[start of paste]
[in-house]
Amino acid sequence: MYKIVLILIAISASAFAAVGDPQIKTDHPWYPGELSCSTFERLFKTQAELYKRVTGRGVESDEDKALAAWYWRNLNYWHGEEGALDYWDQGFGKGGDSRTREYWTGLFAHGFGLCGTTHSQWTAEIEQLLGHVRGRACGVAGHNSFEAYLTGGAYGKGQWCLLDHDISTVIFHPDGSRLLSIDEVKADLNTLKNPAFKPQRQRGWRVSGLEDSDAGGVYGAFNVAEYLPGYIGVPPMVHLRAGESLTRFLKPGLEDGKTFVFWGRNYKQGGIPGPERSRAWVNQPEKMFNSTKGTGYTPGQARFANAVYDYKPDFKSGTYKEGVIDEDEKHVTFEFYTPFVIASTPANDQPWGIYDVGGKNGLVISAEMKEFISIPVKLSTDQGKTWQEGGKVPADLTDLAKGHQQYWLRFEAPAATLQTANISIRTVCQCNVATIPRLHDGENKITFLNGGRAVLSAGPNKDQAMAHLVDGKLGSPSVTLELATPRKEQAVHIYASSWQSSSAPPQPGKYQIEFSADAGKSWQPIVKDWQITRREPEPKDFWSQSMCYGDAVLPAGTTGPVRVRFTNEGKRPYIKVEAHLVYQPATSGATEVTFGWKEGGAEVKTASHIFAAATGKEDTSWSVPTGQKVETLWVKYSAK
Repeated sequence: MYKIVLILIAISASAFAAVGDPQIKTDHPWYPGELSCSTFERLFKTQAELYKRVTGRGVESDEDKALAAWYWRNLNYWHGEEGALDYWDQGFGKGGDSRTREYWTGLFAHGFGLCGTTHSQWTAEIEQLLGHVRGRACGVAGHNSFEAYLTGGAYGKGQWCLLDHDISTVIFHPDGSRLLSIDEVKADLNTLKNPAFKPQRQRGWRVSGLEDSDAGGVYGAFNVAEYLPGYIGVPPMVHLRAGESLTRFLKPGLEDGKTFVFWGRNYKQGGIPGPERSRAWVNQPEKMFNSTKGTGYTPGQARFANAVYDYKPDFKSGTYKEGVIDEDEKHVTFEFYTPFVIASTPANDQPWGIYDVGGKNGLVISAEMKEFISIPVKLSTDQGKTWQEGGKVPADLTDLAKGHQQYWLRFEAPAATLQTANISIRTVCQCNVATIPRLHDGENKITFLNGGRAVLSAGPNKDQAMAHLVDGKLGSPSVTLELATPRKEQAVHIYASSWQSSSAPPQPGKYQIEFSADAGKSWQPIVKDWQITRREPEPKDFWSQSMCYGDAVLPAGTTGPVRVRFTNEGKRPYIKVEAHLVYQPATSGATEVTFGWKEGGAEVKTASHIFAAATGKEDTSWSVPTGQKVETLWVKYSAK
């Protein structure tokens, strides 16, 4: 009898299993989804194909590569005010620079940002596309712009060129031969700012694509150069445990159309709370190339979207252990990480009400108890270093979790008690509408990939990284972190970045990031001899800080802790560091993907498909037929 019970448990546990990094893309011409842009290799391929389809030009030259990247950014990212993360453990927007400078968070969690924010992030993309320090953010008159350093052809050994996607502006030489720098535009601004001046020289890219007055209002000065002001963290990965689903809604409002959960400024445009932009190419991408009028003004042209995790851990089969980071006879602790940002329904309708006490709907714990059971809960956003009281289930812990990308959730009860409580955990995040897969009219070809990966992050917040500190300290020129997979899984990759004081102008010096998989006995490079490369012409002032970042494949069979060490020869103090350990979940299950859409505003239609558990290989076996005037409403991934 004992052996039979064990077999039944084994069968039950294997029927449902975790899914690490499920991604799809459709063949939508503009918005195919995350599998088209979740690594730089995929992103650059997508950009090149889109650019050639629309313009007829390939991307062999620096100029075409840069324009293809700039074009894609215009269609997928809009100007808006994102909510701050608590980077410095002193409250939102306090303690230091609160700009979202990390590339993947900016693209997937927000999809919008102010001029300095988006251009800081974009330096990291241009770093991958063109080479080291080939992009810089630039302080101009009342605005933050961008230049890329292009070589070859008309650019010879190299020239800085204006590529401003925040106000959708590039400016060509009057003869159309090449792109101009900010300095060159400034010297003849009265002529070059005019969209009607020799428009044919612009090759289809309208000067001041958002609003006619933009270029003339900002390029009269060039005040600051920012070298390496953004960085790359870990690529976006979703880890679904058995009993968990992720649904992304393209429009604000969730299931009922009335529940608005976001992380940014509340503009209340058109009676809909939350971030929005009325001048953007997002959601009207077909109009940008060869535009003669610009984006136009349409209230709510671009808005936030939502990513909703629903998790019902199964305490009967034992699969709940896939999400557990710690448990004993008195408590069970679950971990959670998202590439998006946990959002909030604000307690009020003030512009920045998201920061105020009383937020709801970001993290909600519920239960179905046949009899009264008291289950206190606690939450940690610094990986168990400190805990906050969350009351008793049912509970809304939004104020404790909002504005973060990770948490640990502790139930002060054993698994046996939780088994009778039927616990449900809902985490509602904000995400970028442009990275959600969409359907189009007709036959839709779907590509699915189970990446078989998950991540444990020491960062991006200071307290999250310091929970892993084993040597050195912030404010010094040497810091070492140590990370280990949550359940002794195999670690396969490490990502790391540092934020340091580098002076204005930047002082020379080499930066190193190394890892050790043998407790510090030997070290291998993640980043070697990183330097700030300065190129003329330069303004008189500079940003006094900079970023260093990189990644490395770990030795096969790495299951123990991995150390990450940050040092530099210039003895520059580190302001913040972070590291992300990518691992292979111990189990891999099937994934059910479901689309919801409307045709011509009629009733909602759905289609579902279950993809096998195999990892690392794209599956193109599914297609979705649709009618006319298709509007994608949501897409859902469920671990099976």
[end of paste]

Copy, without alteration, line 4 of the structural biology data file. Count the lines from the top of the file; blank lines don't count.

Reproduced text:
């Protein structure tokens, strides 16, 4: 009898299993989804194909590569005010620079940002596309712009060129031969700012694509150069445990159309709370190339979207252990990480009400108890270093979790008690509408990939990284972190970045990031001899800080802790560091993907498909037929 019970448990546990990094893309011409842009290799391929389809030009030259990247950014990212993360453990927007400078968070969690924010992030993309320090953010008159350093052809050994996607502006030489720098535009601004001046020289890219007055209002000065002001963290990965689903809604409002959960400024445009932009190419991408009028003004042209995790851990089969980071006879602790940002329904309708006490709907714990059971809960956003009281289930812990990308959730009860409580955990995040897969009219070809990966992050917040500190300290020129997979899984990759004081102008010096998989006995490079490369012409002032970042494949069979060490020869103090350990979940299950859409505003239609558990290989076996005037409403991934 004992052996039979064990077999039944084994069968039950294997029927449902975790899914690490499920991604799809459709063949939508503009918005195919995350599998088209979740690594730089995929992103650059997508950009090149889109650019050639629309313009007829390939991307062999620096100029075409840069324009293809700039074009894609215009269609997928809009100007808006994102909510701050608590980077410095002193409250939102306090303690230091609160700009979202990390590339993947900016693209997937927000999809919008102010001029300095988006251009800081974009330096990291241009770093991958063109080479080291080939992009810089630039302080101009009342605005933050961008230049890329292009070589070859008309650019010879190299020239800085204006590529401003925040106000959708590039400016060509009057003869159309090449792109101009900010300095060159400034010297003849009265002529070059005019969209009607020799428009044919612009090759289809309208000067001041958002609003006619933009270029003339900002390029009269060039005040600051920012070298390496953004960085790359870990690529976006979703880890679904058995009993968990992720649904992304393209429009604000969730299931009922009335529940608005976001992380940014509340503009209340058109009676809909939350971030929005009325001048953007997002959601009207077909109009940008060869535009003669610009984006136009349409209230709510671009808005936030939502990513909703629903998790019902199964305490009967034992699969709940896939999400557990710690448990004993008195408590069970679950971990959670998202590439998006946990959002909030604000307690009020003030512009920045998201920061105020009383937020709801970001993290909600519920239960179905046949009899009264008291289950206190606690939450940690610094990986168990400190805990906050969350009351008793049912509970809304939004104020404790909002504005973060990770948490640990502790139930002060054993698994046996939780088994009778039927616990449900809902985490509602904000995400970028442009990275959600969409359907189009007709036959839709779907590509699915189970990446078989998950991540444990020491960062991006200071307290999250310091929970892993084993040597050195912030404010010094040497810091070492140590990370280990949550359940002794195999670690396969490490990502790391540092934020340091580098002076204005930047002082020379080499930066190193190394890892050790043998407790510090030997070290291998993640980043070697990183330097700030300065190129003329330069303004008189500079940003006094900079970023260093990189990644490395770990030795096969790495299951123990991995150390990450940050040092530099210039003895520059580190302001913040972070590291992300990518691992292979111990189990891999099937994934059910479901689309919801409307045709011509009629009733909602759905289609579902279950993809096998195999990892690392794209599956193109599914297609979705649709009618006319298709509007994608949501897409859902469920671990099976």